Mark well the verses that LSB omits. Read them. Sing them—but don’t sing them to the LSB tune: not only is it inferior, it doesn’t work metrically with these verses. Ask yourself, “Why would someone leave these verses out?” Well, they really needed to save space so that we could include the Jamaican sing-along, “All You Works of God Bless the Lord,” (LSB 930). Yeah, mon! Get out de steel drum and pass de chalice! Let’s ruin de Easter Vigil…

Worst construction? It’s not even a construction. It’s just what happened when LSB was put together. I’ve said it before, and I’ll say it again: the LSB is the camel built by the committee that was charged with building a horse. A committee is a democracy in miniature, and democracy is a cancer.

Here’s TLH’s version of “Jesus Thy Boundless Love To Me.” Sing it, and be blessed!

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W(h)ither the Great Lutheran Hymns? – Trinity 12: “My Soul, Now Bless Thy Maker”

Here are the TLH and LSB versions of what should be the chief hymn for Trinity 12:

TLH 34

LSB 820

1. My soul, now bless thy Maker!
Let all within me bless His name
Who maketh thee partaker
Of mercies more than thou dar’st claim.
Forget Him not whose meekness
Still bears with all thy sin,
Who healeth all thy weakness,
Renews thy life within;
Whose grace and care are endless
And saved thee thro’ the past;
Who leaves no suff’rer friendless,
But rights the wronged at last.
1. My soul, now praise your Maker!
Let all within me praise His name
Who makes you full partaker
Of mercies more than you dare claim.
Forget Him not whose meekness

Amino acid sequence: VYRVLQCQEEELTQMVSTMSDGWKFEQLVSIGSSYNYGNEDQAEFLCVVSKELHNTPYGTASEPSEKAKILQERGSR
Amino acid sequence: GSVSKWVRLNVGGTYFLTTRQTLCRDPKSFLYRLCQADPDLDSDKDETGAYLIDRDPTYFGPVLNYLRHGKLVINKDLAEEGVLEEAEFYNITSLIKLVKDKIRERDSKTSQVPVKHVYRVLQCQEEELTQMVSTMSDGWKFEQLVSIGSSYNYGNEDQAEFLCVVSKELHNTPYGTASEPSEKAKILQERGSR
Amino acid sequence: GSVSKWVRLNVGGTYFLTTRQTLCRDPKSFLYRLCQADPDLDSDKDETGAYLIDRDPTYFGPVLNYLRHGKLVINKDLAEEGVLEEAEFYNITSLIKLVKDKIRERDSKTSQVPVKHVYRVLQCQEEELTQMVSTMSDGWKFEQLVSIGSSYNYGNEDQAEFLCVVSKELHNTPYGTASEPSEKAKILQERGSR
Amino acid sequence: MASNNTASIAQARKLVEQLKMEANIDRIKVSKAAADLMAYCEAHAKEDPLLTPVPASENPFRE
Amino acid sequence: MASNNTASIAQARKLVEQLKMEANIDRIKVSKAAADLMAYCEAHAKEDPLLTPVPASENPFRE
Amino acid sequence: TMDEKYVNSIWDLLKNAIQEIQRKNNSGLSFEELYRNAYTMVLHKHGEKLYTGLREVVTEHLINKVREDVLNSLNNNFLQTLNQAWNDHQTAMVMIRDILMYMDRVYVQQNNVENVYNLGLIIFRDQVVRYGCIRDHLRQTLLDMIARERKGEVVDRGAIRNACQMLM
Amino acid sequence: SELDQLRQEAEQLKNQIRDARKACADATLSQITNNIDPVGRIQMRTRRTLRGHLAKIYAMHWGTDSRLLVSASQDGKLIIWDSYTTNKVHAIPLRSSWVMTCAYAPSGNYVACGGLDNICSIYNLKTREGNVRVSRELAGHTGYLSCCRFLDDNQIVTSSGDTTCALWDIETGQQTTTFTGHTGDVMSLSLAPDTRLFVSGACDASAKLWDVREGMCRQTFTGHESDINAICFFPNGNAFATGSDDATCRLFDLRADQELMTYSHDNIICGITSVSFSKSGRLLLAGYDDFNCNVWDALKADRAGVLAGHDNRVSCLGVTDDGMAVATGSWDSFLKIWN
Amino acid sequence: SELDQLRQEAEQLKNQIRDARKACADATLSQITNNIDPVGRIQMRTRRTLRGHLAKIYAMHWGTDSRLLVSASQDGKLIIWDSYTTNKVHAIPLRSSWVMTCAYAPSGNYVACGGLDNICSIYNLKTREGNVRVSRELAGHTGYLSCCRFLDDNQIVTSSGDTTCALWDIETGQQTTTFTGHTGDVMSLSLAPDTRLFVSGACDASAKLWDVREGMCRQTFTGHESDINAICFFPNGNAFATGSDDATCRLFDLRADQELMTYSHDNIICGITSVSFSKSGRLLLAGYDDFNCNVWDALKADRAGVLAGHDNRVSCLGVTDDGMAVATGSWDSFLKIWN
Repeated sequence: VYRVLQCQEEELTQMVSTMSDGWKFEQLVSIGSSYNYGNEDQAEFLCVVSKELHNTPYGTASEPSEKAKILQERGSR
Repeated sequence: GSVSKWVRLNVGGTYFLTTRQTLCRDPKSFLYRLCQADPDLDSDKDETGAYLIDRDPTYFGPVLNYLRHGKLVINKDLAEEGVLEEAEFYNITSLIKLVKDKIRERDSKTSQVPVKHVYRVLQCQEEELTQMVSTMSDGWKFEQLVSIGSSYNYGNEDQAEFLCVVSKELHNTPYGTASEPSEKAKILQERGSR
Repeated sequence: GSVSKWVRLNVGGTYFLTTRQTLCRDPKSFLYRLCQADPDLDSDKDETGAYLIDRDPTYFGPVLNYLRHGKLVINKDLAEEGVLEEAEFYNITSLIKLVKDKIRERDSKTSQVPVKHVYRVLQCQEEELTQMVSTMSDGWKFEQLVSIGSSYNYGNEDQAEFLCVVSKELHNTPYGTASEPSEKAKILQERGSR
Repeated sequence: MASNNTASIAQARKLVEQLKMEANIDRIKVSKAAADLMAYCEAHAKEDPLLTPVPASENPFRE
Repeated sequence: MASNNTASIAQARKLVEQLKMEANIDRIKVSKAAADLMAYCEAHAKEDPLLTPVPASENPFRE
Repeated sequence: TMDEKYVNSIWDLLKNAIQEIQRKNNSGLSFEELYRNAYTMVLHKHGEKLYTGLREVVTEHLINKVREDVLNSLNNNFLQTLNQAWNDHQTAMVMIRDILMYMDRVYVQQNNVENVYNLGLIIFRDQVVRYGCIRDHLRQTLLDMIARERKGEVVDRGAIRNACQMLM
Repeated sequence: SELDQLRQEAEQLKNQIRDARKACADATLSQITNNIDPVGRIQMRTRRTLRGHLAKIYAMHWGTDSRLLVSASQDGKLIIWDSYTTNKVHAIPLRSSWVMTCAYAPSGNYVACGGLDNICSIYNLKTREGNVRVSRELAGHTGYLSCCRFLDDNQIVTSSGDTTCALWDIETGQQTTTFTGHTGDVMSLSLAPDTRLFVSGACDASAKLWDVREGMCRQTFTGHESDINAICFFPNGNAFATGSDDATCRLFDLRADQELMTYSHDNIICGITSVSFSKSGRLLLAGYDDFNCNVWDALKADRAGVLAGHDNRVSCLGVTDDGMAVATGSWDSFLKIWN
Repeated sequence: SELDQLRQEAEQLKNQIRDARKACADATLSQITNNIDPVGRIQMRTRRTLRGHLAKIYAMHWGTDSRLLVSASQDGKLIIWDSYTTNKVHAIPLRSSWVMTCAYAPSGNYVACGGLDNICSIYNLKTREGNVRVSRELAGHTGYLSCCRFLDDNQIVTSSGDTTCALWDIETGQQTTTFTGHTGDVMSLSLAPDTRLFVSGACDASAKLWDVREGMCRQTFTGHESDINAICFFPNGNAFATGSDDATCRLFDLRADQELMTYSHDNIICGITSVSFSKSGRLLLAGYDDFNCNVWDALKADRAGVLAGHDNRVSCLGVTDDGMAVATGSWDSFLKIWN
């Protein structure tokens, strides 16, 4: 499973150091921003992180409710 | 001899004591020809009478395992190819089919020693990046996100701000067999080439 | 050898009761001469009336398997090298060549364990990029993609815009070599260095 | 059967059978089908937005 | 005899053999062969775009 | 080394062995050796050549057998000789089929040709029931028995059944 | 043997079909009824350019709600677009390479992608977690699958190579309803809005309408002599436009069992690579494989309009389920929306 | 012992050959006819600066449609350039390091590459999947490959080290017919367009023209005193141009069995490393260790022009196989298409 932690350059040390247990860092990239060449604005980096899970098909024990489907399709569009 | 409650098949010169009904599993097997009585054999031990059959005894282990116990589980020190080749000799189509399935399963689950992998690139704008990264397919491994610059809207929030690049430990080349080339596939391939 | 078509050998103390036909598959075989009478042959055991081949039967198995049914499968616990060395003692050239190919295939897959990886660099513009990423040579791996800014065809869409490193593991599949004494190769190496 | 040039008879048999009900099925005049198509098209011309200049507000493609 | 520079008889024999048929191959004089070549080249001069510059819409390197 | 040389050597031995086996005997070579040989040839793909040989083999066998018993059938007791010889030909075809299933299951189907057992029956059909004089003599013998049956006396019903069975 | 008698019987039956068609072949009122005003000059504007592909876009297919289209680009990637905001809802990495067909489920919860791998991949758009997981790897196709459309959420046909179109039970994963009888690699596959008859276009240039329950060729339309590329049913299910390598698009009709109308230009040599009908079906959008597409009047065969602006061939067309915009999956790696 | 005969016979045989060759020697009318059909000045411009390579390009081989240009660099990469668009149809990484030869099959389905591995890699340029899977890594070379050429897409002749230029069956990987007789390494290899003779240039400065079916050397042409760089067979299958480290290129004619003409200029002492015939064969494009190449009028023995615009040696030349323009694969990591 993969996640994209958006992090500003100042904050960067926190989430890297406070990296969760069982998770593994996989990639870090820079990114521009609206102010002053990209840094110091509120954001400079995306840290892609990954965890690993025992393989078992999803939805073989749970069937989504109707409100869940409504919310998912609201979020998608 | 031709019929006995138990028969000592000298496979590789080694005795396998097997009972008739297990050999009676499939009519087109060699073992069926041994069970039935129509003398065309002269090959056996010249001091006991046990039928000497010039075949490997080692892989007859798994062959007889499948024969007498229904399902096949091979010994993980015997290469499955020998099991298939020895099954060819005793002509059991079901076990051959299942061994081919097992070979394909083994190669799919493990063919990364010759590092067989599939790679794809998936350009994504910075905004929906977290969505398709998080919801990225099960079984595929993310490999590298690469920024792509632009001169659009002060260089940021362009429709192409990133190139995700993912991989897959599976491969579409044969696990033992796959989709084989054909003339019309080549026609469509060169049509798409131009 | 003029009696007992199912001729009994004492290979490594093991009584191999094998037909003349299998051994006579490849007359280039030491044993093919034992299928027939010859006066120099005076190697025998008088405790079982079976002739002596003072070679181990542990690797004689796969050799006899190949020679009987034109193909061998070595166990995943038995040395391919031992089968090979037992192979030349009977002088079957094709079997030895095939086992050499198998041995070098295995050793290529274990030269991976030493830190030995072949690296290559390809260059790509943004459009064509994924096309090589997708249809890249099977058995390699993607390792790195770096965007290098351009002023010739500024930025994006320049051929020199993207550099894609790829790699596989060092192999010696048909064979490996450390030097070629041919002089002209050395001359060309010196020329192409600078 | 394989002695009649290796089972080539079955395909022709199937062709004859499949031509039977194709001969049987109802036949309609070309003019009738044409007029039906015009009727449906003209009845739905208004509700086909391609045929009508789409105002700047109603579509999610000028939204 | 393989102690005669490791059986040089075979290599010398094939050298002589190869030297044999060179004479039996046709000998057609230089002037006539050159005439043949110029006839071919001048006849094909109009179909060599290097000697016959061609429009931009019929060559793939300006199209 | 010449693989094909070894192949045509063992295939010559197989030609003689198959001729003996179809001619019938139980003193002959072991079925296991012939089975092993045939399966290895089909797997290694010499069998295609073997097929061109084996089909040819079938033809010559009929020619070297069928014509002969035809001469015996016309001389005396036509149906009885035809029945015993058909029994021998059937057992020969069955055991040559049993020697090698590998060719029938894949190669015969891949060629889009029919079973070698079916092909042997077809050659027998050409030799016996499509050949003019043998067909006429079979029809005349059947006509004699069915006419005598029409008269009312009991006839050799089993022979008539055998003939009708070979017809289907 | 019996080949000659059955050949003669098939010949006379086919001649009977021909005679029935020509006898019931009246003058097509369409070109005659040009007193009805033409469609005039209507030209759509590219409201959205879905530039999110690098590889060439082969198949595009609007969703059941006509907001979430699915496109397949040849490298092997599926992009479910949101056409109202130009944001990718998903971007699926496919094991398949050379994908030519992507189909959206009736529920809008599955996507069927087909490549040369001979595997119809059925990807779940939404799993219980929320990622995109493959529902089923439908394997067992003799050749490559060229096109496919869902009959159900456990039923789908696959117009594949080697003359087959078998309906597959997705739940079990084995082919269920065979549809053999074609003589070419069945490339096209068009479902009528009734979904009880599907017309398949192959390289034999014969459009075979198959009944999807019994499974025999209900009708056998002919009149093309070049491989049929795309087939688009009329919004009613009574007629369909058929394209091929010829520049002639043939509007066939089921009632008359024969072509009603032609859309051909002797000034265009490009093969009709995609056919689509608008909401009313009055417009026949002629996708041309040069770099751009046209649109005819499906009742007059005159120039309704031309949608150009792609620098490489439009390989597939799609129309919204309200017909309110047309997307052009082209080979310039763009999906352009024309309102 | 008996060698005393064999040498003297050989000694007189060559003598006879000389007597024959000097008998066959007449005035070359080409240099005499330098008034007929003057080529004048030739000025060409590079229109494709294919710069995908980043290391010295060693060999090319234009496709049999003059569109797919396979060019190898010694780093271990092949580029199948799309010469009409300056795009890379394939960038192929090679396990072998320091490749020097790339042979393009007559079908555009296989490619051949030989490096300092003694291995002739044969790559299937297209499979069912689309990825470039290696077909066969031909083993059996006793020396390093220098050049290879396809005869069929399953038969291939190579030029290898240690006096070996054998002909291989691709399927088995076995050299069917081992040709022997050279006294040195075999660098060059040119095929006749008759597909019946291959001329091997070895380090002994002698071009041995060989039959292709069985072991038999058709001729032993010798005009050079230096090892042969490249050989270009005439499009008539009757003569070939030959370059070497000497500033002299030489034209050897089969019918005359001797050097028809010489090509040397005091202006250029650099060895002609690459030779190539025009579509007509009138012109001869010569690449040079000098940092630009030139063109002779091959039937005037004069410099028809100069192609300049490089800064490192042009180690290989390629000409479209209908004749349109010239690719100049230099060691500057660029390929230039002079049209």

Still bears with all your sin,
Who heals your ev’ry weakness,
Renews your life within;
Whose grace and care are endless
And saved you through the past;
Who leaves no suff’rer friendless
But rights the wronged at last.
2. He shows to man His treasure
Of judgment, truth, and righteousness,
His love beyond all measure,
His yearning pity o’er distress,
Nor treats us as we merit,
But lays His anger by.
The humble, contrite spirit
Finds His compassion nigh;
And high as heav’n above us,
As break from close of day,
So far, since He doth love us,
He puts our sins away.
2. He offers all His treasure
Of justice, truth, and righteousness,
His love beyond all measure,
His yearning pity o’er distress,
Nor treats us as we merit,
But sets His anger by.
The poor and contrite spirit
Finds His compassion nigh;
And high as heav’n above us,
As dawn from close of day,
So far, since He has loved us,
He puts our sins away.
3. For as a tender father
Hath pity on his children here,
He in His arms will gather
All who are His in childlike fear.
He knows how frail our powers
Who but from dust are made;
We flourish like the flowers,
And even so we fade;
The wind but o’er them passes,
And all their bloom is o’er,
We wither like the grasses,
Our place knows us no more.
3. For as a tender father
Has pity on His children here,
God in His arms will gather
All who are His in childlike fear.
He knows how frail our powers
Who but from dust are made.
We flourish like the flowers,
And even so we fade;
The wind but o’er them passes,
And all their bloom is o’er.
We wither like the grasses;
Our place knows us no more.
4. God’s grace alone endureth,
And children’s children yet shall prove
How He with strength assureth
The hearts of all that seek His love.
In heav’n is fixed His dwelling,
His rule is over all;
Angels, in might excelling,
Bright hosts, before Him fall.
Praise Him who ever reigneth,
All ye who hear His Word,
Nor our poor hymns disdaineth—
My soul, O bless the Lord!
4. His grace remains forever,
And children’s children yet shall prove
That God forsakes them never
Who in true fear shall seek His love.
In heav’n is fixed His dwelling;
His rule is over all;
O hosts with might excelling,
With praise before Him fall.
Praise Him forever reigning,
All you who hear His Word—
Our life and all sustaining.
My soul, O praise the Lord!

Biographical information on the author here.

If I have any commentary to add, I will update this post later. For now I just want to make good on my promise to get the side-by-side translations up and circulating a week ahead of time.

W(h)ither the Great Lutheran Hymns? – Trinity 11: “Oh, How Great Is Thy Compassion”

Sorry, I’m late.

Here’s the damage:

TLH 384

LSB 559